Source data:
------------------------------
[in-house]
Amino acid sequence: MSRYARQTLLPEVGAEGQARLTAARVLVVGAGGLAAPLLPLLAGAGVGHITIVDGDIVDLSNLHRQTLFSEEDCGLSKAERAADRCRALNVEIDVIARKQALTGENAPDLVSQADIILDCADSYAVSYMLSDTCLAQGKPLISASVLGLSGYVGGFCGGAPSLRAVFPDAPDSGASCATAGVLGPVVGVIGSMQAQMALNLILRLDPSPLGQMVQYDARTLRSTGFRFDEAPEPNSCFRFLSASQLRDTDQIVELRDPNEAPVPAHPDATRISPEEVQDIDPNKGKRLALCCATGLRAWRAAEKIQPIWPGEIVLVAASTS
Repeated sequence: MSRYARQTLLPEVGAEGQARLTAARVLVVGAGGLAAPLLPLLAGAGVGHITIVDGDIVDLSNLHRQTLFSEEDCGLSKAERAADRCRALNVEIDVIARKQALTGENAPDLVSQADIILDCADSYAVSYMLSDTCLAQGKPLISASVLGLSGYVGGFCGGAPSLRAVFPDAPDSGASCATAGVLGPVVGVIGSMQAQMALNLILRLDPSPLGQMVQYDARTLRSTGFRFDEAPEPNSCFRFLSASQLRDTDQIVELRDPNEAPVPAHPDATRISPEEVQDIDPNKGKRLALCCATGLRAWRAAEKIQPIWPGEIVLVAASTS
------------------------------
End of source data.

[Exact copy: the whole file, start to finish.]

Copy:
[in-house]
Amino acid sequence: MSRYARQTLLPEVGAEGQARLTAARVLVVGAGGLAAPLLPLLAGAGVGHITIVDGDIVDLSNLHRQTLFSEEDCGLSKAERAADRCRALNVEIDVIARKQALTGENAPDLVSQADIILDCADSYAVSYMLSDTCLAQGKPLISASVLGLSGYVGGFCGGAPSLRAVFPDAPDSGASCATAGVLGPVVGVIGSMQAQMALNLILRLDPSPLGQMVQYDARTLRSTGFRFDEAPEPNSCFRFLSASQLRDTDQIVELRDPNEAPVPAHPDATRISPEEVQDIDPNKGKRLALCCATGLRAWRAAEKIQPIWPGEIVLVAASTS
Repeated sequence: MSRYARQTLLPEVGAEGQARLTAARVLVVGAGGLAAPLLPLLAGAGVGHITIVDGDIVDLSNLHRQTLFSEEDCGLSKAERAADRCRALNVEIDVIARKQALTGENAPDLVSQADIILDCADSYAVSYMLSDTCLAQGKPLISASVLGLSGYVGGFCGGAPSLRAVFPDAPDSGASCATAGVLGPVVGVIGSMQAQMALNLILRLDPSPLGQMVQYDARTLRSTGFRFDEAPEPNSCFRFLSASQLRDTDQIVELRDPNEAPVPAHPDATRISPEEVQDIDPNKGKRLALCCATGLRAWRAAEKIQPIWPGEIVLVAASTS